Melissa, great blogging; loved the links, especially the 'Superheroes' one. Your 'wet' and 'relentless' references to 'torrent' had me going in a completely different direction and I thank you for that.

Today is Spouse Day. You know what to do.

Did You Know?:

- American inventor Thomas Edison held over 1,500 patents, including those for the phonograph, kinetoscope, dictaphone, radio, light bulb, autographic printer, and tattoo gun.

- The Tyrolean Iceman - the 5,300-year-old mummy of a Late Neolithic man found in 1991 - was carrying a bark container with a charcoal ember in it.

- The first item sold on eBay (then called AuctionWeb) was a broken laser pointer that sold for $14 -- at the time, more than the cost of a new one.

Barry G. said...

Morning, all!

Thematically, this one was squarely in my wheelhouse and I was able to fill in all the theme answers without hesitation [what can I say? I was a comic book geek growing up.]

The non-theme fill was a bit more challenging. In fact, the crossing of RAE with ANNALEE was borderline unfair, except that with ANNAL_E in place there weren't many letters that would actually make sense there.

Overall, though, it wasn't bad. It helped that I knew the movie GORGO, have owned a pet IGUANA and have been to the Grand TETONS (we all remember what the word means in French, right?)

Hahtool said...

Good Morning, MelissaBee and Friends. Fun puzzle and Great write-up. I am not big on comics and superheros, but these are all part of our popular culture. After getting WONDER WOMAN right off the bat, I knew to look for some of the more obscure heros.

Some good clues, too. I especially liked the fresh new way to clue in ATM = Source of 20s.

Early Arrival = PREEMIE was a surprise, too.

This was a pretty quick run. I had to go back and read some clues because I had already filled them in.

See-Saw, Margery DAW.

HeartRx: I wasn't too keen on Sam Finkler.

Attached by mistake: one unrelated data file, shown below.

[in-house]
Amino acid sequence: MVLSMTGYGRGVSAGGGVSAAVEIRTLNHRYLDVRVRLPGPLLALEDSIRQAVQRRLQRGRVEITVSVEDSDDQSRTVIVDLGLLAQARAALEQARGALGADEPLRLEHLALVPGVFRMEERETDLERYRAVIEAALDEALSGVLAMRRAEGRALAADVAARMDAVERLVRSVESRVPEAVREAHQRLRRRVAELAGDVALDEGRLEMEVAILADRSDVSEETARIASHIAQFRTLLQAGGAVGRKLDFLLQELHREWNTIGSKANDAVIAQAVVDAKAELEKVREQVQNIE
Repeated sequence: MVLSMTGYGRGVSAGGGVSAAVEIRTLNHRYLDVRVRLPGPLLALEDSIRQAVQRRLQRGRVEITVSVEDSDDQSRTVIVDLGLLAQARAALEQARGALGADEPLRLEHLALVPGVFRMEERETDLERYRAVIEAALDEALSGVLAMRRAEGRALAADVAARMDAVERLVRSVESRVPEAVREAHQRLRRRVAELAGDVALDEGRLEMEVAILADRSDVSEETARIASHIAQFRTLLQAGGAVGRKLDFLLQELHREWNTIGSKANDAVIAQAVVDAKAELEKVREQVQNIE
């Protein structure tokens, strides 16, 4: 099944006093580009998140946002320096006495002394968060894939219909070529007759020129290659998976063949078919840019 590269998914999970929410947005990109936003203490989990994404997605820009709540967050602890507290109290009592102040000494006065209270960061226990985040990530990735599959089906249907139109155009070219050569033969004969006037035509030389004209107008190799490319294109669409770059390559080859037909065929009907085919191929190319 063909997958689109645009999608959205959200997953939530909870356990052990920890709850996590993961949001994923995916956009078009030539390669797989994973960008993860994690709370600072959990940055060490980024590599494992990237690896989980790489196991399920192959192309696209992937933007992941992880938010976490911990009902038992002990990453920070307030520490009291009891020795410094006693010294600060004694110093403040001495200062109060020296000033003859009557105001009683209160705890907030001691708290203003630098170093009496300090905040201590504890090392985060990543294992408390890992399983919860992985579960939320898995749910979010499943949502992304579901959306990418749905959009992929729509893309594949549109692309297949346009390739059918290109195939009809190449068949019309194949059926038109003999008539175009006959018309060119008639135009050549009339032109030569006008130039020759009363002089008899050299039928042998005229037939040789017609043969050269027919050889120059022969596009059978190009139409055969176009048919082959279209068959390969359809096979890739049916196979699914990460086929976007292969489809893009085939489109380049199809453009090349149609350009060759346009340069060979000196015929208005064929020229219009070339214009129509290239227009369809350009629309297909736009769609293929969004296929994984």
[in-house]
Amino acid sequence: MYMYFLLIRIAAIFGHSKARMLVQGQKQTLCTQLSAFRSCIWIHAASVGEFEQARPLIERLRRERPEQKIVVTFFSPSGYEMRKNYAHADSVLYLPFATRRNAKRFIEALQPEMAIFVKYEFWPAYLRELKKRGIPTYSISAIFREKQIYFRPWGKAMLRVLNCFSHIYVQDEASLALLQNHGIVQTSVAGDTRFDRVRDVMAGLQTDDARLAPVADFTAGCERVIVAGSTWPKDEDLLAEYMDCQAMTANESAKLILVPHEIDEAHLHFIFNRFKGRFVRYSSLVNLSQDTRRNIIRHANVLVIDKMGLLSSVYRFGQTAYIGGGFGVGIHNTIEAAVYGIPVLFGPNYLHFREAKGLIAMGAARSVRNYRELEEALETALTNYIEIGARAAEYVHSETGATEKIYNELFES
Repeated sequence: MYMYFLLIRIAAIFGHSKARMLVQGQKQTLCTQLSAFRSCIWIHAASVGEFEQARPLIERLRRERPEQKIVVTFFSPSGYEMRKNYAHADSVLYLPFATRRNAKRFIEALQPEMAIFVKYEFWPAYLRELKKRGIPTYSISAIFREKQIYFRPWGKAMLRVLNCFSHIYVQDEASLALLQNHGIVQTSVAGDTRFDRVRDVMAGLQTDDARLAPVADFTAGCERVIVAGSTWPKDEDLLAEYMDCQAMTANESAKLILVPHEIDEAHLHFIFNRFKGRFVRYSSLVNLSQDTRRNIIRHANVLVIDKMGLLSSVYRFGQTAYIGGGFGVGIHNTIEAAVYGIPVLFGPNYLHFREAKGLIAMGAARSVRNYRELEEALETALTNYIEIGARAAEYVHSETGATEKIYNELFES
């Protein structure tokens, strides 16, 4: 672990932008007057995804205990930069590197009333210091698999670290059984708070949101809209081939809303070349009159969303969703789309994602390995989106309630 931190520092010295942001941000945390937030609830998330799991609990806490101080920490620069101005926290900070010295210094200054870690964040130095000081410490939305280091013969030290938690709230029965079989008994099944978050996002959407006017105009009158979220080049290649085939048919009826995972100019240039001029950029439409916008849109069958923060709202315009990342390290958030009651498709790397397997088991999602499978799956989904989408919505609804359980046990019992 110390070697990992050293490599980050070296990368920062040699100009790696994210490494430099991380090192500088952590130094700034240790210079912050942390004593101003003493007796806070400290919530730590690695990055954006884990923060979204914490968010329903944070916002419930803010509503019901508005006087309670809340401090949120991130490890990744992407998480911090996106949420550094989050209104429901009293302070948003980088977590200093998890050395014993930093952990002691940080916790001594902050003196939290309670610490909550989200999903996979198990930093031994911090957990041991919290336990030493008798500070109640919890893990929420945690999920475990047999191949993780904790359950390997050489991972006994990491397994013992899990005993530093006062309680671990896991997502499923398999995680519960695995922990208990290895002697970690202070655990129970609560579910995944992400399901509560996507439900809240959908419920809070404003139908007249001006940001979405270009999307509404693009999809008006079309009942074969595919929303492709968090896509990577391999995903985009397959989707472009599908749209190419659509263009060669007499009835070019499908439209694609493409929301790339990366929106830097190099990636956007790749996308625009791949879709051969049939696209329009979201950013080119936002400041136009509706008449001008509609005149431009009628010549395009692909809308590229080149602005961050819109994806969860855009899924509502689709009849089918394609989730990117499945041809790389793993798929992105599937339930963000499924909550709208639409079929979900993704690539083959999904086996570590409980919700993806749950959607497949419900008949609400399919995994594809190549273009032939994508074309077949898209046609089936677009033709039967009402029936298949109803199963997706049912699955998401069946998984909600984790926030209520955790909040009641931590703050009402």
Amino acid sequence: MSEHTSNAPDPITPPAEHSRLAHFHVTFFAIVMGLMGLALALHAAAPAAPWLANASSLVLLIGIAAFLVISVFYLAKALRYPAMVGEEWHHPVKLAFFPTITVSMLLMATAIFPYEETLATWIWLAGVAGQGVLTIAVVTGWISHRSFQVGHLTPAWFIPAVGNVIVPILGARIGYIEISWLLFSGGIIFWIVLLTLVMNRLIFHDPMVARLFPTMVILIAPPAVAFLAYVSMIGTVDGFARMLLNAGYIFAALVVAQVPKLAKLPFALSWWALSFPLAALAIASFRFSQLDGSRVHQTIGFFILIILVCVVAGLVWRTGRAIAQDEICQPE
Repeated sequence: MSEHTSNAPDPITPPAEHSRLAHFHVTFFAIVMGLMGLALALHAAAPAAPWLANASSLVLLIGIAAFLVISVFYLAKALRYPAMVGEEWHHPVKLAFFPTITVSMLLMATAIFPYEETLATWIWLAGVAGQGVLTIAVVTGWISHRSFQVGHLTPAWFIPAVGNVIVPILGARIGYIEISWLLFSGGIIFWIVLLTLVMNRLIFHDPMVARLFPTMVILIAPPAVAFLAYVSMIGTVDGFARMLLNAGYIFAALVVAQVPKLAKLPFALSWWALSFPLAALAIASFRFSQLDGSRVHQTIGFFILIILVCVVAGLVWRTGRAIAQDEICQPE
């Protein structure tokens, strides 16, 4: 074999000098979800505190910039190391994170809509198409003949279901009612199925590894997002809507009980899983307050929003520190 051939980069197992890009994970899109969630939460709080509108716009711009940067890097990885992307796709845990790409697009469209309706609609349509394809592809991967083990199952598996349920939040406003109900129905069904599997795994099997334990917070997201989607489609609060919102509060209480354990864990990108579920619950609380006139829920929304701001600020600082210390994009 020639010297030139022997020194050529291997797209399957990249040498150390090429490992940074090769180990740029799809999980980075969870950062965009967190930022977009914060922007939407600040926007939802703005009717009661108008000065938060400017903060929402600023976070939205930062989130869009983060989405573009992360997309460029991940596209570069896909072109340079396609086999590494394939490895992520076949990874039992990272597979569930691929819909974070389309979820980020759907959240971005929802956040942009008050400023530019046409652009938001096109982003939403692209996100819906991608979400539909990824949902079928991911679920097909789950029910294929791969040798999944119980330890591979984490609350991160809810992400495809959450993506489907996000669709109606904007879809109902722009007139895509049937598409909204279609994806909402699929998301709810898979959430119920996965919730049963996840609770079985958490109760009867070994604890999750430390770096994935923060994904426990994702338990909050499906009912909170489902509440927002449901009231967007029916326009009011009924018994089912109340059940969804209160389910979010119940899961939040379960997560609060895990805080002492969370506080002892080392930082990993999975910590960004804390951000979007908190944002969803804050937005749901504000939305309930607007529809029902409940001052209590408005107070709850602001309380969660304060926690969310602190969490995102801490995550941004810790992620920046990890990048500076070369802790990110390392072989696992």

QOD: It's the job that is never started that takes the longest to finish. ~ J.R.R. Tolkien

Dick said...

Good morning MelissaB and all, a somewhat difficult puzzle for me today, but doable. The heave use of names is what gave me trouble, for example, “General Hospital” actress was a complete unknown and crossing with Rae ended up with my taking a WAG with an E. Good guess. Wonder Woman was the first theme fill I got and that set my mind for the remaining clues. Most of the theme answers were buried somewhere deep in my mind and were recoverable. Hand up for arrives for 38D.


Melissa, another nice write up and I enjoyed the links especially “Superheros.”

Hope you all have a great Wednesday.

Tinbeni said...

Melissa Bee, SUPER write-up.

Liked these themes a lot.
Knew them all even though I haven't read a comic in probably 45 years.

ANNA LEE, DAW, REE, ALPH and GORGO were via the perps. Learning moments are a good thing.

Plus Mr. Doll threw in Bert's buddy ERNIE ... another plus.

Well it rained TORRENTs here LAST night in Tampa Bay but it is now clearing leading to (I Hope) a beautiful Sunset at 6:04 pm.

Cheer's !!!

Spitzboov said...

Good morning all. Nice commentary, Melissa.

Fairly easy for a Wednesday. Couldn't quickly think of all the superhero theme words, put the perps were sufficient. I did not know GORGO and ALPH either, but the perps delivered. I guessed at IGUANAS. STEREO's clue was clever.